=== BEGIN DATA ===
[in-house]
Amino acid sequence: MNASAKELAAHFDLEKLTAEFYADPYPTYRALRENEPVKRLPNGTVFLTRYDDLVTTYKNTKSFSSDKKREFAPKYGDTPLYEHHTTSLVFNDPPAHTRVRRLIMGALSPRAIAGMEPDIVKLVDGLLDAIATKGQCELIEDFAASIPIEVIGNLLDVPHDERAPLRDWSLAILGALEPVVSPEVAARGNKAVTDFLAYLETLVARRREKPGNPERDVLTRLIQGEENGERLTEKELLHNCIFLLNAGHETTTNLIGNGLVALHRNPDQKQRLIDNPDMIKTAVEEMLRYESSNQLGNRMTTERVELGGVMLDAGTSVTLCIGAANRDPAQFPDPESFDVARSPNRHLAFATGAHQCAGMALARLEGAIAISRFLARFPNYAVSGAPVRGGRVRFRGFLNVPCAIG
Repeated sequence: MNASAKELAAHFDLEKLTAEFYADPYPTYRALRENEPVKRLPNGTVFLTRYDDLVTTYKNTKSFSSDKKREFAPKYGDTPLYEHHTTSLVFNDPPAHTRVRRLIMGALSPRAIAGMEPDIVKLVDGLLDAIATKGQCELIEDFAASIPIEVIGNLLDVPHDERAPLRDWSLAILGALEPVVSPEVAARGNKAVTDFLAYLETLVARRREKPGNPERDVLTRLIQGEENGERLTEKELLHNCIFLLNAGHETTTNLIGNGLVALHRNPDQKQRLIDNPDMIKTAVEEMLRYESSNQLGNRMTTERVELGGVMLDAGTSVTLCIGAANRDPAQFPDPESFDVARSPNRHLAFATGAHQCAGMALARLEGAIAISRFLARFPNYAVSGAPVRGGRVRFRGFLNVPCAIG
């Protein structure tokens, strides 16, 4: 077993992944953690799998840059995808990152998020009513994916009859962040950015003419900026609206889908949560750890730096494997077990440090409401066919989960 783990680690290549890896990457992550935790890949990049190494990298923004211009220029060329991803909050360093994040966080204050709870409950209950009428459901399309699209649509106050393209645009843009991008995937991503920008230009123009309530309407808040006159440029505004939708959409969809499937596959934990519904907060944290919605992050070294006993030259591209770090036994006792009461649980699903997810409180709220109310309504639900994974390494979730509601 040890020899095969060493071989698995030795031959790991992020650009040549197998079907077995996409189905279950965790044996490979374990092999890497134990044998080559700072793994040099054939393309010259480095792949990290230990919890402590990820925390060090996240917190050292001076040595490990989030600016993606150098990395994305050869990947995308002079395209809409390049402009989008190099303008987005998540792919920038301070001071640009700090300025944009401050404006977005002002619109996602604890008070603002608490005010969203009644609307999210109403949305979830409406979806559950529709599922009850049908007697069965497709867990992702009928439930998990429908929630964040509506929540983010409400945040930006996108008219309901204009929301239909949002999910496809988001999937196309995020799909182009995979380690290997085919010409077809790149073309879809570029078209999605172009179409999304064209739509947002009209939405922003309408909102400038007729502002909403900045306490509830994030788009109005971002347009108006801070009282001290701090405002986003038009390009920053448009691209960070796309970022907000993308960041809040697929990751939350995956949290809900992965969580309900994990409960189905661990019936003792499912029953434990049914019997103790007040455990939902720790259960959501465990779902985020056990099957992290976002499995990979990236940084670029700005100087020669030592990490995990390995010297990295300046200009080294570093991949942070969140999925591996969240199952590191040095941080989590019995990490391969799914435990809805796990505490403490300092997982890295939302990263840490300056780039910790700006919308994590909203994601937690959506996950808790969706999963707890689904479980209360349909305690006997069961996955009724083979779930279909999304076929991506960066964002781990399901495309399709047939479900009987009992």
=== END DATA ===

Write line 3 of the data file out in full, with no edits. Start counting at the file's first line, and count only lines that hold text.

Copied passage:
Repeated sequence: MNASAKELAAHFDLEKLTAEFYADPYPTYRALRENEPVKRLPNGTVFLTRYDDLVTTYKNTKSFSSDKKREFAPKYGDTPLYEHHTTSLVFNDPPAHTRVRRLIMGALSPRAIAGMEPDIVKLVDGLLDAIATKGQCELIEDFAASIPIEVIGNLLDVPHDERAPLRDWSLAILGALEPVVSPEVAARGNKAVTDFLAYLETLVARRREKPGNPERDVLTRLIQGEENGERLTEKELLHNCIFLLNAGHETTTNLIGNGLVALHRNPDQKQRLIDNPDMIKTAVEEMLRYESSNQLGNRMTTERVELGGVMLDAGTSVTLCIGAANRDPAQFPDPESFDVARSPNRHLAFATGAHQCAGMALARLEGAIAISRFLARFPNYAVSGAPVRGGRVRFRGFLNVPCAIG